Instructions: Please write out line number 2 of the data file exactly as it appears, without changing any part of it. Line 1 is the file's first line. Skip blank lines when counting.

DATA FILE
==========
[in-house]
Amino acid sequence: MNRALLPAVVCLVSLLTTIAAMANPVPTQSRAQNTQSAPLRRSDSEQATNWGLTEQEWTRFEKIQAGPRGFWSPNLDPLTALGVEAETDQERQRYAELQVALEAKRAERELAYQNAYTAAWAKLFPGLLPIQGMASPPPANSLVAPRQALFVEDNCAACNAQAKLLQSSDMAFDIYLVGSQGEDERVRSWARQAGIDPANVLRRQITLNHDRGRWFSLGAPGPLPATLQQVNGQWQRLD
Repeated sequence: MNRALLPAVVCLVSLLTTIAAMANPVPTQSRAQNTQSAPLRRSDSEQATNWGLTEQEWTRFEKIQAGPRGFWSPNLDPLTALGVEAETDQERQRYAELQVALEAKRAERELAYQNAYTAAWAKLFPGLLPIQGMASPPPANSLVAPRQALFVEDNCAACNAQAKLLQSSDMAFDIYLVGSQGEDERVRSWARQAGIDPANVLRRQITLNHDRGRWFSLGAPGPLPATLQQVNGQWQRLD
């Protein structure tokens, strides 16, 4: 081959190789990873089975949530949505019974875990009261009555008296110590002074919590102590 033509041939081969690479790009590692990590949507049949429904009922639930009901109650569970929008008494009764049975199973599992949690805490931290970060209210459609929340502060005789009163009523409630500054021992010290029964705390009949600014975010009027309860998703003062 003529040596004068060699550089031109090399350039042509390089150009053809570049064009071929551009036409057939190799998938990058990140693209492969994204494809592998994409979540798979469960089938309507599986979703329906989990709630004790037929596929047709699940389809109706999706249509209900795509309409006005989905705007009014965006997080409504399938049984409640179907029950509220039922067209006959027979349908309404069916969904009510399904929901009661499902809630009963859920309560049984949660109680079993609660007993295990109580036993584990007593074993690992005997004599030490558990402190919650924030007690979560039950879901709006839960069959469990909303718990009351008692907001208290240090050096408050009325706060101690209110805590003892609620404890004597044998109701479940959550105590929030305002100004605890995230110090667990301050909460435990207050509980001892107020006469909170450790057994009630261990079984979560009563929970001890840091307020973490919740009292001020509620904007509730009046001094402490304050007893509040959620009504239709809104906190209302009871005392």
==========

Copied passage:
Amino acid sequence: MNRALLPAVVCLVSLLTTIAAMANPVPTQSRAQNTQSAPLRRSDSEQATNWGLTEQEWTRFEKIQAGPRGFWSPNLDPLTALGVEAETDQERQRYAELQVALEAKRAERELAYQNAYTAAWAKLFPGLLPIQGMASPPPANSLVAPRQALFVEDNCAACNAQAKLLQSSDMAFDIYLVGSQGEDERVRSWARQAGIDPANVLRRQITLNHDRGRWFSLGAPGPLPATLQQVNGQWQRLD